I love the first sentence: how it argues that Flanagan is not trying to flame sensitivities with her quite mean pieces, how it calls these mean pieces "slightest" insults, and how somehow it's not Flanagan who is indicting working women. Perhaps the book indeed was prettied up and Paul never read the originals. Let me provide a few quotes here for those of you who have not had the pleasure of reading La Flanagan:
"De-cluttering a household is a task that appeals strongly to today's professional woman. It's different from actual housework, because it doesn't have to be done every day...Scrubbing the toilet bowl is a bit of nastiness that can be fobbed off on anyone poor and luckless enough to qualify for no better employment..." (March 2002)*
"...this is a book from the perspective of "high-achieving women", and the main impression we get of the type is that they are going to get exactly what they want, and damn the expense or the human toll. These are women who have roared through the highest echelons of the country's blue-chip law firms, investment banks, and high tech companies....
Hewlett does her best to make us sympathetic toward such fiercely driven women, but the comments of a young male New Yorker—meant to reveal what cads high-achieving single men can be—backfire on her. He observes, "There's a whole bunch of them where I work. They're armed to the teeth with degrees—MBAs and the like—they're real aggressive, they love to take control, and they have this fierce hunger for success and for stuff. Everything they do and everything they want is expensive.""(June 2002)*
"the hotshot career women who can't manage to coax eligible men into the honeymoon suite."(November 2002)*
So much for the incredible sensitivity of the readers to the slightest insult.
And then to the next sentence in Paul's review:
Yet any working mother can see the truth in such a statement: time spent working = less time with children = something lost. What's appalling is that pointing this out raises such ire.
Appalling? Let's do a reversal of this statement:
Yet any working father can see the truth in such a statement: time spent working = less time with children = something lost. What's appalling is that pointing this out raises such ire.
We don't point this out, of course. We photoshop reality by starting with a nice family picture with the mummy and the daddy and the kids, all sitting in a cafe in some busy mall. Then we cut out the daddy, erase the people in the background and convert the cafe into a suburban living-room with the mummy now all alone with the children, solely responsible for their happiness, well-being and survival. Then we add a keyboard to the picture and a cell phone and dress the mummy in a Chanel suit and rip the picture so that she is now apart from the children who are suddenly crying. And why do they cry? Because of the heartless and selfish mummy, of course.
Now, this is appalling to me. So is the idea of us just swallowing the duality suggested in that last sentence: that any time away from the children is a loss. The idea is to start with a child in an orphanage, neglected, lying passively in a bed with rash all over, staring hopelessly into nothing. Then we quickly transpose this picture on top of the picture with the working mummy and point out how heinous she is. She shouldn't leave her children like that, lying all sick in a bed alone. But wait a minute! There are mothers who work because otherwise their children would starve! What to do? What to do?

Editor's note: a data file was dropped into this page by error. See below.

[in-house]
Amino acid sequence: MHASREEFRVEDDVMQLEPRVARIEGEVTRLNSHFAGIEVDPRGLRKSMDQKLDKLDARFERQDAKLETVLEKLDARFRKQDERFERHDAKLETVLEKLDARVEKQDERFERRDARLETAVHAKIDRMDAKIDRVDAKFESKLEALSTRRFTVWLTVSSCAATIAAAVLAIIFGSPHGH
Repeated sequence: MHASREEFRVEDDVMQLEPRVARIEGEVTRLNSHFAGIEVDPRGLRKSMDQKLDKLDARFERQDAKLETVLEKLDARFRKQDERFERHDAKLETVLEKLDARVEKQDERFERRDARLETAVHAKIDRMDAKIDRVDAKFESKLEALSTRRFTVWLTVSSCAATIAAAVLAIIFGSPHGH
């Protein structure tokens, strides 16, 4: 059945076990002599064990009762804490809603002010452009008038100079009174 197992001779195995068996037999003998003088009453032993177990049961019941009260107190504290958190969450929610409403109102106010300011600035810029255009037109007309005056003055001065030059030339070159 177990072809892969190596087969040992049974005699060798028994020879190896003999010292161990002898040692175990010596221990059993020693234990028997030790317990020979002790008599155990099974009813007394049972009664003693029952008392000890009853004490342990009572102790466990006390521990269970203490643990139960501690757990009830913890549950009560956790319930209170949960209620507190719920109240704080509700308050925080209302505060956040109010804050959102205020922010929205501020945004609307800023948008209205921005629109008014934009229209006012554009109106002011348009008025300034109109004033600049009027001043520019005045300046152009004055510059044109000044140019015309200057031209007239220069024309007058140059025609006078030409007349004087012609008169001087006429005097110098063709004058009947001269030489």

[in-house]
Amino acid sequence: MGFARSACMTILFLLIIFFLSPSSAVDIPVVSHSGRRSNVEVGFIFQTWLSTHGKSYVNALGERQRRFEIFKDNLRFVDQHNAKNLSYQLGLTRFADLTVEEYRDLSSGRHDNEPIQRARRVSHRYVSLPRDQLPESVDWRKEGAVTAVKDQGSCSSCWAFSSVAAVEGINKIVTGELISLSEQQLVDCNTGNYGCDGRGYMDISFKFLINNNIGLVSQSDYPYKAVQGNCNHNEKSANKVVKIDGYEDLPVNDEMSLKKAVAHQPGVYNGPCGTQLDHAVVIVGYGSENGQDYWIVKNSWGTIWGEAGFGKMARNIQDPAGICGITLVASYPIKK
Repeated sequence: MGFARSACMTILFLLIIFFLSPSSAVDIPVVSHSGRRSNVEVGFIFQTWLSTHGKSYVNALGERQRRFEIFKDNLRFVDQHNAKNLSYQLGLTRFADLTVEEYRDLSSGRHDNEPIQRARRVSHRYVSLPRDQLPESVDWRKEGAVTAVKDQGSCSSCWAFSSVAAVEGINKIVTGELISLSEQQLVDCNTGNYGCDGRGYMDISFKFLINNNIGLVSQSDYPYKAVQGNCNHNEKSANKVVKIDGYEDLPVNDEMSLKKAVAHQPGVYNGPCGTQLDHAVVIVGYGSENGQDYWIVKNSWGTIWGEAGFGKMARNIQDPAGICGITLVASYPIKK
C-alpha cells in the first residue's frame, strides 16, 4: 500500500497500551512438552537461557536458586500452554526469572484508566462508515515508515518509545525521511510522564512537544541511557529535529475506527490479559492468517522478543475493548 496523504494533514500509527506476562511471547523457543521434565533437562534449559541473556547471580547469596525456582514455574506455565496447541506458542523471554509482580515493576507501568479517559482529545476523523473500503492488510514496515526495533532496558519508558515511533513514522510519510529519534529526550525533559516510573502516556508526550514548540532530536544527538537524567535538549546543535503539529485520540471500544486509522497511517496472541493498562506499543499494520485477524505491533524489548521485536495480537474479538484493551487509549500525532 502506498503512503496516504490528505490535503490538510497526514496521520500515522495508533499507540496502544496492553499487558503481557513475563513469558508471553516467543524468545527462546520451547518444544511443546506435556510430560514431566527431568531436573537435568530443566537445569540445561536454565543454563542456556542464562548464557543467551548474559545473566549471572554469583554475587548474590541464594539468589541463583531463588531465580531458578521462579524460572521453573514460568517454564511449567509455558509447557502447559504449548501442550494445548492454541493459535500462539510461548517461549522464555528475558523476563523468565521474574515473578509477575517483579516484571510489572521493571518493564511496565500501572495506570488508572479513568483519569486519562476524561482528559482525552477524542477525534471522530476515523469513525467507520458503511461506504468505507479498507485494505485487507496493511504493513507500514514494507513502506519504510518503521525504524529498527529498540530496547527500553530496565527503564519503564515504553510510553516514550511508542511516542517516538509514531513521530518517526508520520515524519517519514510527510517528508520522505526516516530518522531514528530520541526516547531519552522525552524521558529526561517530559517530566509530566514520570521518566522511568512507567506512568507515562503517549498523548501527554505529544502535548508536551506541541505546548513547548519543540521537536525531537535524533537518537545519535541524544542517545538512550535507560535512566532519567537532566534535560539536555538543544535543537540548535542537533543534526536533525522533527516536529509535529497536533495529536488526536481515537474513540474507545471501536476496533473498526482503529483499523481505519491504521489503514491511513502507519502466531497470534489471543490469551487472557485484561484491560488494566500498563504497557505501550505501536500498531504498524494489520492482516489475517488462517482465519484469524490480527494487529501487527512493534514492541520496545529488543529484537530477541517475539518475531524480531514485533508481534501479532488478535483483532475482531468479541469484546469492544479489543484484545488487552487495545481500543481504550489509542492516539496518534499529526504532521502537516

Here's a solution! Make the numbly suffering rash-covered child a consequence of only those who don't have to work for money! Ignore the fact that if this myth was correct then all the children of all those poor women who have to work would also be staring into the corners while flies feast on their eyes. Let's ignore that Sophie's choice: whether to have your child starve or die of neglect. Let's just get the uppity mothers into obedience first.
And let's not point out that mummies who go to bathroom also cheat their children of time spent with them, or mummies who fall asleep or who go to the opera at night or who get their teeth fixed. All these things take time away from the children, and the ideal is to have the maternal eyeballs stare at the child 24/7. Or perhaps any womanly eyeballs will do, given how Paul seems to mix "mothers" and "women" rather freely in this review.
So I got a little carried away there, but the point is worth making. And I didn't even get to discussing what our mad rules about working do to families in general, and how we expect women to bear the whole burden of having children, including ending up with less retirement income and general financial security. But talking about these parts of the mothering experience doesn't sell magazines and that's why me and Caitlin don't bother with them, either. It's much more profitable to do uppity mummy wars. Sigh.
*You can link to the articles from which these quotes were taken by going to the back issues of the Atlantic Monthly . They are ordered by year and month, and Flanagan is always under the Book Reviews in the lists of contents.